Attached Files:

    • 1.jpg
      1.jpg
      File size:
      251.1 KB
      Views:
      206
  15. mart3406
    Joined: May 31, 2009
    Posts: 3,055

    mart3406
    Member
    from Canada

    Last edited: Jul 31, 2010
  16. jimi'shemi291
    Joined: Jan 21, 2009
    Posts: 9,499

    jimi'shemi291
    Member

    [​IMG]

    Well, they don't get much more stripped-down than this! Shot is from 1920
    in the province of Alberta. HAMBer 51Pontiac's great-uncle called his chick
    magnet the "Go Devil"! The term hotrod wasn't around yet, but hopping up
    cars was a pretty common hobby early on -- as Twin6's thread has already
    shown!
     
  17. twin6
    Joined: Feb 12, 2010
    Posts: 2,216

    twin6
    Member
    from Vermont

    Cut down Packard model 18.
     

    Attached Files:

  18. kurtis
    Joined: Mar 13, 2009
    Posts: 1,999

    kurtis
    Member
    from Australia

    ....
     

    Attached Files:

  19. jimi'shemi291
    Joined: Jan 21, 2009
    Posts: 9,499

    jimi'shemi291
    Member

    What is it? U.S. made. Posted elsewhere by the Surrey Vintage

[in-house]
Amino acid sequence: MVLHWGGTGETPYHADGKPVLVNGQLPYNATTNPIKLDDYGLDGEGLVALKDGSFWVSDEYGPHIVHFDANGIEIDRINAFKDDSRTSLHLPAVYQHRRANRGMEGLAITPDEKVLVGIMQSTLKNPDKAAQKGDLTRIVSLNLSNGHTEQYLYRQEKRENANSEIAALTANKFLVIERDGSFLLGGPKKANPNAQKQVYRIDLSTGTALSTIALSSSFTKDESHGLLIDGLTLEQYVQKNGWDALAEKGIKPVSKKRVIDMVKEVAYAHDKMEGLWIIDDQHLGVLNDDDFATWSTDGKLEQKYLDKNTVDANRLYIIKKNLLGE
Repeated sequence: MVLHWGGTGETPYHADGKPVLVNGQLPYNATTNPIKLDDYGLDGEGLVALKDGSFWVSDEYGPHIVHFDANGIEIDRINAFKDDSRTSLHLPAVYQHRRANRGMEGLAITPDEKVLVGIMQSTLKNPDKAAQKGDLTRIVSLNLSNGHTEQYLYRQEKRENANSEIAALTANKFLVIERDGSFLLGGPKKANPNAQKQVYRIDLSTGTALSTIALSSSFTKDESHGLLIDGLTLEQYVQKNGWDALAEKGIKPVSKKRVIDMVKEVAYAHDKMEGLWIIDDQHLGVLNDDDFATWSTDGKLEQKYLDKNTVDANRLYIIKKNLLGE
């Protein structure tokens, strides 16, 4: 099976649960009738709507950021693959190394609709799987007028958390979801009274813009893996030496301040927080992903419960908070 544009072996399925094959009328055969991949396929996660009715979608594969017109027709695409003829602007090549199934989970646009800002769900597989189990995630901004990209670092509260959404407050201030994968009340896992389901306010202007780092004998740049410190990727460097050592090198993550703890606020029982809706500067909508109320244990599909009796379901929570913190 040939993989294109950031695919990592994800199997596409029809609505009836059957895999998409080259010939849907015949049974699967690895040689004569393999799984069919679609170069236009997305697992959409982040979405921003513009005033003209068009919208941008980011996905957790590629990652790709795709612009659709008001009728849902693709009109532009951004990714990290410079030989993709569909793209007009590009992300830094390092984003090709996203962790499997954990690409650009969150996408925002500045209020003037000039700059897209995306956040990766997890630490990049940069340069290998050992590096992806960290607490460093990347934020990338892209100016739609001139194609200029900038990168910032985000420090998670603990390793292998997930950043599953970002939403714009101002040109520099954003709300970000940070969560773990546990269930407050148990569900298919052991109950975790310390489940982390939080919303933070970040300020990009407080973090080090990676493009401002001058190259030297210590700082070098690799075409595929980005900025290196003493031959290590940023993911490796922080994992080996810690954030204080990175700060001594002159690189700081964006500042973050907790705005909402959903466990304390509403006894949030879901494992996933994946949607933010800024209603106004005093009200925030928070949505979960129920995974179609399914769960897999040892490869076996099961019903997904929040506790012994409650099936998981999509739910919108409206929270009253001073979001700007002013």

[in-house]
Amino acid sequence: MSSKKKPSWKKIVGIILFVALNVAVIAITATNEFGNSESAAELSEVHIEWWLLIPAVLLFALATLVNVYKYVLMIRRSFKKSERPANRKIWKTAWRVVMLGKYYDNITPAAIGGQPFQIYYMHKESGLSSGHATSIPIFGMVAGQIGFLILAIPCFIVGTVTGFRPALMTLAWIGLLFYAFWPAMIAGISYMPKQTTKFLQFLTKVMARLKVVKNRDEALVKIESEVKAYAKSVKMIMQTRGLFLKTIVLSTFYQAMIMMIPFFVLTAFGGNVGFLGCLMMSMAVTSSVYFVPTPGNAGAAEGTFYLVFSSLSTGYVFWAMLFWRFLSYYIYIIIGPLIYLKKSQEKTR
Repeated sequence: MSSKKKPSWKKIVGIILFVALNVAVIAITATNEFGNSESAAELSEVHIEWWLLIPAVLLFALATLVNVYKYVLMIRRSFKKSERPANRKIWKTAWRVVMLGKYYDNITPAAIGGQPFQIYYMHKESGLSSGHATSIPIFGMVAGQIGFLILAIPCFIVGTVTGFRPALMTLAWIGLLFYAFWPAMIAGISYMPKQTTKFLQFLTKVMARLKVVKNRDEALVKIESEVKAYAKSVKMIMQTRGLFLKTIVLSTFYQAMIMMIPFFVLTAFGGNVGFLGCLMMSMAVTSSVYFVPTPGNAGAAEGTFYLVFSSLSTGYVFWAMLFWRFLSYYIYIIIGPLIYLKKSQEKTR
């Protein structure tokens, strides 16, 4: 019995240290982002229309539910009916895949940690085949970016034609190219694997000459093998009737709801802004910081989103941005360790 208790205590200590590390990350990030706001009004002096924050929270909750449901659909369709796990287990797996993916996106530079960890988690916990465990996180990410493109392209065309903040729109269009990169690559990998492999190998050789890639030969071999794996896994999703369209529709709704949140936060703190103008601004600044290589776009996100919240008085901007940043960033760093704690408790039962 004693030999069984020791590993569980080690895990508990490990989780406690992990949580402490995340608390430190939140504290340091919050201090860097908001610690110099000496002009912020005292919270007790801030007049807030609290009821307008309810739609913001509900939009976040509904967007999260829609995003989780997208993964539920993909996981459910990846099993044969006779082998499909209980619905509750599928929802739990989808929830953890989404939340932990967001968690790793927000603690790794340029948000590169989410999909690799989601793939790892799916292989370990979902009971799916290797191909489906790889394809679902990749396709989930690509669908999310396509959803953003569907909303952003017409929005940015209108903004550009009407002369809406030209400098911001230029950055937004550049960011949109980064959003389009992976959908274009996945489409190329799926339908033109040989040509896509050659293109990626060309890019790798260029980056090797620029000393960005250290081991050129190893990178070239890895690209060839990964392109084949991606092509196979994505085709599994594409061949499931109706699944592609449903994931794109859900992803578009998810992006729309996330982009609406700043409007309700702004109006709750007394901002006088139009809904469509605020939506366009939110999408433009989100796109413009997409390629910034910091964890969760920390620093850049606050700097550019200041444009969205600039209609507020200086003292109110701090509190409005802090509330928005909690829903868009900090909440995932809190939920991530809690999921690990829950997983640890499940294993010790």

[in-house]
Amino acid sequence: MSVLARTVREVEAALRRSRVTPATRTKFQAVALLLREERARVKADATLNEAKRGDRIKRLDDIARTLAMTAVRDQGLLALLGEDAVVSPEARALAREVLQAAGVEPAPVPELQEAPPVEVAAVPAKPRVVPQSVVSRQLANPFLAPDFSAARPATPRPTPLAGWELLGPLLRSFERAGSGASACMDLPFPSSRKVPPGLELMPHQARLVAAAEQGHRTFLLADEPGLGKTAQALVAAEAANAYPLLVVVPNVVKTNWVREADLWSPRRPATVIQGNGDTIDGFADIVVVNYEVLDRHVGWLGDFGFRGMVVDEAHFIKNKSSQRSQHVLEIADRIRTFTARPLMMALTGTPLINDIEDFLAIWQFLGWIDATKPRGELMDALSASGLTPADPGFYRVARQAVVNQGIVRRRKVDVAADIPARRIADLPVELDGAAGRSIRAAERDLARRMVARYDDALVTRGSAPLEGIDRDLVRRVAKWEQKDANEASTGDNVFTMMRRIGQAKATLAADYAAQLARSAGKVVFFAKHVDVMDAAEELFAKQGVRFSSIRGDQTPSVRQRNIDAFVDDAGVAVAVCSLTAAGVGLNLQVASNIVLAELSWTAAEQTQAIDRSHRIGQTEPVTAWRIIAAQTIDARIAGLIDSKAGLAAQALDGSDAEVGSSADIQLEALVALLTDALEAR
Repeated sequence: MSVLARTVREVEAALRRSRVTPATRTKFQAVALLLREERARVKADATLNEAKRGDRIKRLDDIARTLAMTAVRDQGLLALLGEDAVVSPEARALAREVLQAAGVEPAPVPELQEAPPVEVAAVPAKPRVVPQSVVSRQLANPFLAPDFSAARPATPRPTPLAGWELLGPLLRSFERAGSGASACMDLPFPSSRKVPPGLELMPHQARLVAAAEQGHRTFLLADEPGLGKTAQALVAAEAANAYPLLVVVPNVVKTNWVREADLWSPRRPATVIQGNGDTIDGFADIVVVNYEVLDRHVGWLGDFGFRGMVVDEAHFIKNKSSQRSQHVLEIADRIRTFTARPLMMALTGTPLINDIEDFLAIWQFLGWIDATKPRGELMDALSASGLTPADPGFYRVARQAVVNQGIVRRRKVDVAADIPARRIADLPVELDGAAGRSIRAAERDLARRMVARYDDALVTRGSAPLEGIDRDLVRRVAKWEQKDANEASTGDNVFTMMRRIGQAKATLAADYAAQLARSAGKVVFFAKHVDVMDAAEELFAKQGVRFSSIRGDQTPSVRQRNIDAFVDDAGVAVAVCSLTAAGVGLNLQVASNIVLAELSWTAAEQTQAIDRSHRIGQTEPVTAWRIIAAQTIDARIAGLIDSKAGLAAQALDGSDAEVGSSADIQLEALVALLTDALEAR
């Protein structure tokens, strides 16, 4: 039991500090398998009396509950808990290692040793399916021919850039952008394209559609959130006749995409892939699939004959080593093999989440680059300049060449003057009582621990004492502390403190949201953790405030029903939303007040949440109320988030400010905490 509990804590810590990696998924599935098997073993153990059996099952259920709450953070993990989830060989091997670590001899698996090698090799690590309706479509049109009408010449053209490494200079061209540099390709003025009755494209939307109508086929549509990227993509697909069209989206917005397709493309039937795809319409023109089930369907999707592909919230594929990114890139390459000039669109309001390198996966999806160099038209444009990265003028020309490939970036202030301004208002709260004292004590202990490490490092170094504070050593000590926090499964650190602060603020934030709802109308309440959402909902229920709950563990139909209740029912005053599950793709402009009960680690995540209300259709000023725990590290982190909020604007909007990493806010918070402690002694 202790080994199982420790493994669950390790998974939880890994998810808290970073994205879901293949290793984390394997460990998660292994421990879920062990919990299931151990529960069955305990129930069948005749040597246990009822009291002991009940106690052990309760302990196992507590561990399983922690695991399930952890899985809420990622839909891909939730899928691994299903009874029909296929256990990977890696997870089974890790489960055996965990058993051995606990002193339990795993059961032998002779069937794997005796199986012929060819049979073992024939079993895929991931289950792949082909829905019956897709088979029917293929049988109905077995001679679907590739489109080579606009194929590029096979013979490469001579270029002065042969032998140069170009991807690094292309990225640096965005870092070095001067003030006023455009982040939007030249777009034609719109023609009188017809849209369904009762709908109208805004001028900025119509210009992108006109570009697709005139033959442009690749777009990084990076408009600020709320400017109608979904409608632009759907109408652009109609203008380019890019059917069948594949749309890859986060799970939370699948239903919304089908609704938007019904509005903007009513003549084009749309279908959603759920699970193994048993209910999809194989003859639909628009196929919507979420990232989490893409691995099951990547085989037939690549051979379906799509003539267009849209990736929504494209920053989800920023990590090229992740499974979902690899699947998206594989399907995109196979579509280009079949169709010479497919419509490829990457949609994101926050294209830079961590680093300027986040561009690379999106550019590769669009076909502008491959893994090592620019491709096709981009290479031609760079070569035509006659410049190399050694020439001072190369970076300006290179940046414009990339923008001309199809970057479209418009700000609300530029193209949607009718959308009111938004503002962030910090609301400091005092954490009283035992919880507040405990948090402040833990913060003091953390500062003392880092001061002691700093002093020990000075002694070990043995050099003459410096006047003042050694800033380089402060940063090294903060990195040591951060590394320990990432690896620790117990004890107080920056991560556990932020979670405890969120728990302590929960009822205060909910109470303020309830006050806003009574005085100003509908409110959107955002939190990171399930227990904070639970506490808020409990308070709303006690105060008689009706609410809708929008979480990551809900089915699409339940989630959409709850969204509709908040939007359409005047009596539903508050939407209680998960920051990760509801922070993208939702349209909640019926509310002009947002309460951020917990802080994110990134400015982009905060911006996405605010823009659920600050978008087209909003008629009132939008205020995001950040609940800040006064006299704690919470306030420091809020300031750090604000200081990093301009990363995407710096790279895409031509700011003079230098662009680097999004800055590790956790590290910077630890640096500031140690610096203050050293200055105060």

Vehicle Society . . . and even they are stumped!!! HELP!

    [​IMG]
     
  20. kurtis
    Joined: Mar 13, 2009
    Posts: 1,999

    kurtis
    Member
    from Australia

  21. kurtis
    Joined: Mar 13, 2009
    Posts: 1,999

    kurtis
    Member
    from Australia

  22. kurtis
    Joined: Mar 13, 2009
    Posts: 1,999

    kurtis
    Member
    from Australia

  23. Rapid Robert
    Joined: Nov 7, 2009
    Posts: 61

    Rapid Robert
    Member

    I have noticed recently a number of Pierce Arrow photos and several Utah photos. So here is one of both with the backstory.

    This photo was taken on March 13, 1908 on the muddy road leading north out of Salt Lake City to Ogden, Utah. The man on the running board is Wallace Bransford, a wealthy Salt Laker and owner of the bogged down Pierce. The gentleman perched in the back seat is Tom Botterill, Salt Lake agent for Pierce Arrow automobiles. At the rear of the car is W. D. Rishel, sporting editor for the Salt Lake Herald newspaper.